How to read and understand air quality numbers and maps


There’s smoke and ash outside. You feel like you’re inhaling tiny dust particles. You check your weather app for the air quality.

But what do the numbers and colors mean?

The Air Quality Index is a number from 0 to 500 that indicates the health effects certain individuals might experience while breathing. The higher the number, the more polluted the air.

The AQI is divided into six categories, each assigned a color, from green (under 50, posing little to no risk) to dark red (greater than 300, hazardous for everyone). The categories in the middle take into consideration various sensitivities to poor air quality; for example, in children, the elderly and people with conditions such as asthma.

  • Green/Good (0 to 50): Air quality is considered satisfactory, and air pollution poses little or no risk.
  • Yellow/Moderate (51 to 100): Air quality is acceptable; however, unusually sensitive people should consider limiting prolonged outdoor exertion.
  • Orange/Unhealthy for Sensitive Groups (101 to 150): The following groups should limit prolonged or heavy outdoor exertion: People with heart disease, pregnant women, children and older adults and people with lung disease such as asthma.
  • Red/Unhealthy (151 to 200): Everyone may begin to experience some adverse health effects (such as difficulty breathing and throat irritation), and members of the sensitive groups may experience more serious effects. Everyone in the sensitive groups should avoid prolonged time outdoors.
  • Purple/Very Unhealthy (201 to 300): This would generate a health alert suggesting that everyone may experience more serious health effects. People in the sensitive groups should avoid all outdoor physical activity; everyone else should avoid prolonged or heavy outdoor activity.
  • Dark Red/Hazardous (greater than 300): This would trigger a health warning of emergency conditions. The entire population is more likely to be affected. Everyone should avoid all physical activity outdoors.

“Once you get above 101, even people without environmental sensitivities and existing respiratory illnesses will start to feel an impact,” said Tyler Knowlton, director of communications at Plume Labs, which developed the Plume AQI, which Accuweather uses for maps showing global air quality. That index takes into consideration World Health Organization guidelines, and its categories go from “Fresh Air” to “Airpocalypse” (which was the reading Friday evening in Portland, Ore.).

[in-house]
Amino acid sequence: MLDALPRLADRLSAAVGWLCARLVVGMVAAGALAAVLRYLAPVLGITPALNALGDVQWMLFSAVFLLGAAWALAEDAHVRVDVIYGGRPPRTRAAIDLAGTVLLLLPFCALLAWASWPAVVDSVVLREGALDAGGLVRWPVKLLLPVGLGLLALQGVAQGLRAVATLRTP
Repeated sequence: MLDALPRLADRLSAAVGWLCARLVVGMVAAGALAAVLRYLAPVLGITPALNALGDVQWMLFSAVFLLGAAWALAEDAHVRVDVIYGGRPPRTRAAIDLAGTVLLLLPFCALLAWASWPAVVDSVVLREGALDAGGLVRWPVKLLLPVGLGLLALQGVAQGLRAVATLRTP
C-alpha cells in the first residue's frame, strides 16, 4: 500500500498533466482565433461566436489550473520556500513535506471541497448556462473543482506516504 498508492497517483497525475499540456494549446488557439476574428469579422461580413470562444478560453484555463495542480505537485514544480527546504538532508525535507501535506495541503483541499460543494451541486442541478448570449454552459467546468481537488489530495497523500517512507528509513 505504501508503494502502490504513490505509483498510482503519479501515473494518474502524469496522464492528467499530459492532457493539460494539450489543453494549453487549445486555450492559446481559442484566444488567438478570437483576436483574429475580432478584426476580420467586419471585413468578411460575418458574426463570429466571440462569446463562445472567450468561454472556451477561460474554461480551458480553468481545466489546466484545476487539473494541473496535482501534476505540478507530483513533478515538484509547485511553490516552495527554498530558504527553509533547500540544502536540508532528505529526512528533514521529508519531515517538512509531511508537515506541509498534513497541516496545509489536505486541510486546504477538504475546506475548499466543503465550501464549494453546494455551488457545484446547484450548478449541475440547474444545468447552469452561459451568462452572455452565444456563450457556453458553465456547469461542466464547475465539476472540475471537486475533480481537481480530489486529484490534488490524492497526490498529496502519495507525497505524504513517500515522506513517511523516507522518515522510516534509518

The Environmental Protection Agency calculates the standard AQI based on five major air pollutants regulated by the Clean Air Act: ground-level ozone, particle pollution (also known as particulate matter), carbon monoxide, sulfur dioxide and nitrogen dioxide.


The most dangerous — and what accounts for the smog in California — are ground-level ozone (created by chemical reactions when pollutants emitted by cars, power plants and chemical plants react with sunlight) and particulate matter, or PM.

PM10 and PM2.5 describe the sizes of PM, referring to their maximum diameter in micrometers. According to Nahal Mogharabi, director of communications at the South Coast Air Quality Management District, PM2.5 from the wildfires is driving the AQI in most cases this week.

Romain Lacombe, chief executive of Plume Labs, explained that PM2.5 molecules are small enough to enter the lungs and even the bloodstream.

“PM2.5 are small, inhalable particles, smaller than a human hair, that are emitted from a variety of sources such as wildfires, vehicles, fugitive dust and industrial sources,” said Mogharabi. “The PM2.5 can also be formed in the atmosphere from the reaction of gases emitted from these same sources.”

The air around Southern California feels like smoke soup because of wildfires. What does that mean for your health and daily routines?

Sept. 15, 2020

The AQI across Los Angeles hovered in the mid-100s Friday afternoon, or “unhealthy for sensitive groups.” The forecast for the next few days is in the 200s, which would be categorized as “very unhealthy,” meaning everyone should avoid prolonged outdoor activity.

Lacombe recommends looking at AQI forecasts to get a sense of the general trend, but he warns that the numbers can be misleading. Weather patterns can result in quick changes, and even neighboring cities can have very different readings, he said.

South Coast AQMD encourages people to check its website,, or download its smartphone app for real-time air quality information.


“As always, if you see ash or smell smoke, we encourage the public to stay indoors with their windows and doors closed,” said Mogharabi.